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Screenshot of a breaking news alert e-mail from Q2 2017
British Chancellor of the Exchequer George Osborne has adopted a policy by stating that he intends to close the loophole that allows banks to use compensation to reduce their tax bills.
The Chancellor has announced that British banks will no longer be allowed to offset costs incurred by paying compensation for mis-selling and market abuse against their tax bills, with the resultant gain in taxation estimated to raise £4.4 billion over the next five years and £5.3 billion by 2020.
On first glance, this appears to be a left-leaning ideology, in which banks will have their corporation tax raised substantially, however it does have conservative undertones in that the taxation rates which banks will pay remain unchanged, and that penalties should be deterrants and not items to be written down as expenses for offsetting against tax liability.
The British Banking Authority does not view this measure with relish, however, stating that Mr. Osborne is “playing politics with the economy.”
Whilst today’s report in the Daily Mail states that some analysts are concerned that banks may relocate their operations overseas, it is quite unlikely that this would occur, as London remains the international center of banking and the largest institutional electronic trading center in the world.
Earlier this month it was announced that the British government had succeeded in staving off calls from the socialist European Commission which had attempted to force relocation of clearing entities from London into the Eurozone if they were handling trades cleared in Euro, a move further bolstering the entire industry’s will to remain in London and reinforcing its importance as a global center for finance, therefore it is unlikely that the measures by Mr. Osborne will have any effect whatsoever with regard to location.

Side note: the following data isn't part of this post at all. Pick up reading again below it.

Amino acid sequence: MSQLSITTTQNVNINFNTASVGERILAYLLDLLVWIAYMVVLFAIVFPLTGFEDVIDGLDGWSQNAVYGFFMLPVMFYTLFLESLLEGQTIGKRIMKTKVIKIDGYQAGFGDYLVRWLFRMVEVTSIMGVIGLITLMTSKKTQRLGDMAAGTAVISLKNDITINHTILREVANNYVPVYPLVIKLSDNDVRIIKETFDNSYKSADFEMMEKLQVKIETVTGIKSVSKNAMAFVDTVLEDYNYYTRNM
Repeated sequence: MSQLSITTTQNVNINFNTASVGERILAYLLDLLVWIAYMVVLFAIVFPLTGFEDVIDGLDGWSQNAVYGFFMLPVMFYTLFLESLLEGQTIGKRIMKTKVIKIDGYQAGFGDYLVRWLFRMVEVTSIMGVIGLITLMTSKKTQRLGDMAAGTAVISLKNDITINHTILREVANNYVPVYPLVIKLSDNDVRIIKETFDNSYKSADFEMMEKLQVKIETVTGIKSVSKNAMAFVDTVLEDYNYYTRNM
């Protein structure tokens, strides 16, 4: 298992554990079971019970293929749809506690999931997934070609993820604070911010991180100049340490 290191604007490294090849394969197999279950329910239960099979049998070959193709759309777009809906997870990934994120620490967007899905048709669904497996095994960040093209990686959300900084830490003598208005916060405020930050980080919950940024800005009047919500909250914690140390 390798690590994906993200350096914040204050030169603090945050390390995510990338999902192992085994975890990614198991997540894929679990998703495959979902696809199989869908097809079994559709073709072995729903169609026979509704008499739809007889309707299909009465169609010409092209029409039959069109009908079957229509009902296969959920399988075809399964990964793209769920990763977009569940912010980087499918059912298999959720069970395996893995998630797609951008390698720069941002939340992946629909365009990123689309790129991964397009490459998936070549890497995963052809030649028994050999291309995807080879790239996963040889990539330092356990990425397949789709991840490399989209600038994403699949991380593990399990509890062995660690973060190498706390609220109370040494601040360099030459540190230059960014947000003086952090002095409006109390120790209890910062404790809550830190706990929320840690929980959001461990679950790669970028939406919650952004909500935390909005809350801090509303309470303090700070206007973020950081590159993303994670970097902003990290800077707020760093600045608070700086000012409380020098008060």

The British financial sector is not subject to the same accountability as its peers in North America, where the National Futures Association often takes firms to court and orders restitution of company funds. Such prolonged investigations and lawsuits are very expensive for companies and the regulatory authorities will often spend a great deal of time going through every record with a fine toothed comb, whereas in the United Kingdom, the Financial Conduct Authority (FCA) simply responds to complaints, issues the financial services firm with an allegation and a tariff which can be settled for a discount of up to 30% if they simply pay before any investigation is conducted, and then the file is closed.
97% of firms in Britain simply pay the discounted amount before any inspections are made, therefore it simply becomes a cost, which the banks have written against earnings, and then it’s business as usual.
Mr Osborne said: “As our banking sector becomes more profitable again, I believe they can make a bigger contribution to the repair of our public finances. The banks got support going into the crisis; now they must support the whole country as we recover from the crisis.”
The move was welcomed last night by politicians who said “ordinary people would be staggered” to learn banks have been able to exploit mis-selling scandals to cut their tax bills.